Robert Kagan and “calculating self-interest”

Here is a brief excerpt from Thomas Friedman‘s weekly column for The New York Times in which he praises Robert Kagan’s recently published book, The Jungle Grows Back, about America’s unique role in the world.

“Kagan’s core thesis, as he explained in an interview, is that if you look at the broad sweep of human history, ‘democracy is the rarest form of government.’ That’s because for most of history great powers constantly clashed and most people were constantly poor. ‘But for the last 70-plus years we have been living in the greatest prosperity ever known — globally — and we’ve witnessed the most widespread booming of democracy and the longest period of great-power peace ever known.’

“The key pillars of this liberal world order, Kagan argued, were the conversion of Germany and Japan from aggressive dictatorships to pacifist democracies, the building of a global trading regime and the backing of it all with certain made-in-America norms and rules of commerce and geopolitics, buttressed by the U.S. Navy, Air Force and Army.

“We did not do all of this out of an abundance of generosity, or the post-World War II statesmen saying, ‘Gosh, how do we make the world a better place?’” he added.’It actually came from them saying: ‘How do we prevent the world backsliding into the kind of world war we just survived?’ This was not charity for them, but cold, calculating self-interest. They knew any order they created would pay back a hundred times for the world’s biggest economy.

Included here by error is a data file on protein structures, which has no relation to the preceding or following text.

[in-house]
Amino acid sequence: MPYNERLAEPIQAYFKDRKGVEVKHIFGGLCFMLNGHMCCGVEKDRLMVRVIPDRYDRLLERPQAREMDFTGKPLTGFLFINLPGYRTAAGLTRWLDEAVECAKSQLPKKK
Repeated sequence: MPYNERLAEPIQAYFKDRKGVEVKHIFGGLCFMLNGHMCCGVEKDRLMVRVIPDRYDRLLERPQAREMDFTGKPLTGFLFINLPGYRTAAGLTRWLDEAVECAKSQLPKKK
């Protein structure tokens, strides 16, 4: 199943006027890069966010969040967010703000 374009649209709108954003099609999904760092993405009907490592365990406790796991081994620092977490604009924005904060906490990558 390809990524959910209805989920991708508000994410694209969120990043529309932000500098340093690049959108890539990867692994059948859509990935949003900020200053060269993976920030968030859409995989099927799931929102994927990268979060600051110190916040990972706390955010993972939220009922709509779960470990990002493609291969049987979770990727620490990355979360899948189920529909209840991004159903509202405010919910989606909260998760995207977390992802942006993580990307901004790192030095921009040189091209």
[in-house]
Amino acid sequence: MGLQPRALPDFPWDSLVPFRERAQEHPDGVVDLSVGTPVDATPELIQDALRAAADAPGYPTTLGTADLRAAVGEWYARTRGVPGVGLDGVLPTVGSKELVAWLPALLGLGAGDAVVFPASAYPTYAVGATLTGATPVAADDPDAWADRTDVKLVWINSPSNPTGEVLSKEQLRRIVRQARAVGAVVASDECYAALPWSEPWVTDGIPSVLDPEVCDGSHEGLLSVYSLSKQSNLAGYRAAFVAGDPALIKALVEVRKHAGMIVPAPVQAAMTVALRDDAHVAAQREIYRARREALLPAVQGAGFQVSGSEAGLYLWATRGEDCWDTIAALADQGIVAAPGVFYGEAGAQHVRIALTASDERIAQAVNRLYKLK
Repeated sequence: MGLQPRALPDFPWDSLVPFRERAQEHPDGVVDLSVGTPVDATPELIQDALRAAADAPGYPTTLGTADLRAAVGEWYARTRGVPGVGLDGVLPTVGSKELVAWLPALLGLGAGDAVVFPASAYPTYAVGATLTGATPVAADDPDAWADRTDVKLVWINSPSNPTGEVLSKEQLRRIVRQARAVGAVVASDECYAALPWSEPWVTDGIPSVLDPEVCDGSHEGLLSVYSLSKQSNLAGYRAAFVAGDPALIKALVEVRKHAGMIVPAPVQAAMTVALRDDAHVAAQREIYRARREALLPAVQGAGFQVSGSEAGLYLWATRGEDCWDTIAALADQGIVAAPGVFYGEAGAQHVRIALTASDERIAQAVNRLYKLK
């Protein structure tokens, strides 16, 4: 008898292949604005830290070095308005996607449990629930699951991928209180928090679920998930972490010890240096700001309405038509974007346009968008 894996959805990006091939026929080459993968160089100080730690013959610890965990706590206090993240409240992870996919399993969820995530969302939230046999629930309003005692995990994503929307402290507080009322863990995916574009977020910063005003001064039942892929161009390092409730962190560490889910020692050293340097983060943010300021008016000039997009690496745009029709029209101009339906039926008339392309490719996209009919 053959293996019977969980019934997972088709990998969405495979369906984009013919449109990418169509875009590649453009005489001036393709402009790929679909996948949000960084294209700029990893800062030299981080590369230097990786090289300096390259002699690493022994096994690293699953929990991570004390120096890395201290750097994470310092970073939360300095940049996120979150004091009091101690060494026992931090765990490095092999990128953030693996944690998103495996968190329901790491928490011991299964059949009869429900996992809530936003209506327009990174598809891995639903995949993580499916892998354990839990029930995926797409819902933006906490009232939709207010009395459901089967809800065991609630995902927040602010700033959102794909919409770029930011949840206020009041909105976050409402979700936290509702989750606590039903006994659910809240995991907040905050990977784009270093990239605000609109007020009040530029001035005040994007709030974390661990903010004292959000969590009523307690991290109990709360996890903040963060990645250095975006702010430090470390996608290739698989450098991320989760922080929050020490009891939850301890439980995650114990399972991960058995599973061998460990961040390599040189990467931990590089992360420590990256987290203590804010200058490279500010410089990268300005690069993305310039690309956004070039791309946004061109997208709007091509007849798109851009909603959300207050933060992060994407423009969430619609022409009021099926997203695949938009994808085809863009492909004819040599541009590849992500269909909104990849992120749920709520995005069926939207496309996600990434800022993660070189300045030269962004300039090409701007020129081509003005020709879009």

“In other words, this liberal world order ‘is not the product of human evolution’ — as if human beings have somehow learned to be more peaceful with one another, Kagan argued. It developed because the most powerful nation on the planet, the United States of America, ‘was born of Enlightenment principles,’ and, after being dragged into two world wars in the 20th century, it decided to use its power to spread and maintain those principles — not everywhere and always, but in many places a lot of the time.”

Obviously, a foreign policy of “calculating self-interest” for a nation is not the same as a career strategy of “calculating self-interest” for those who lead it.

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Thomas L. Friedman is the foreign affairs Op-Ed columnist. He joined the paper in 1981, and has won three Pulitzer Prizes. He is the author of seven books, including From Beirut to Jerusalem, which won the National Book Award.

Robert Kagan is a senior fellow at the Brookings Institution and a columnist for The Washington Post. He is also the author of The Return of History and the End of Dreams, Dangerous Nation, Of Paradise and Power, and A Twilight Struggle.

 

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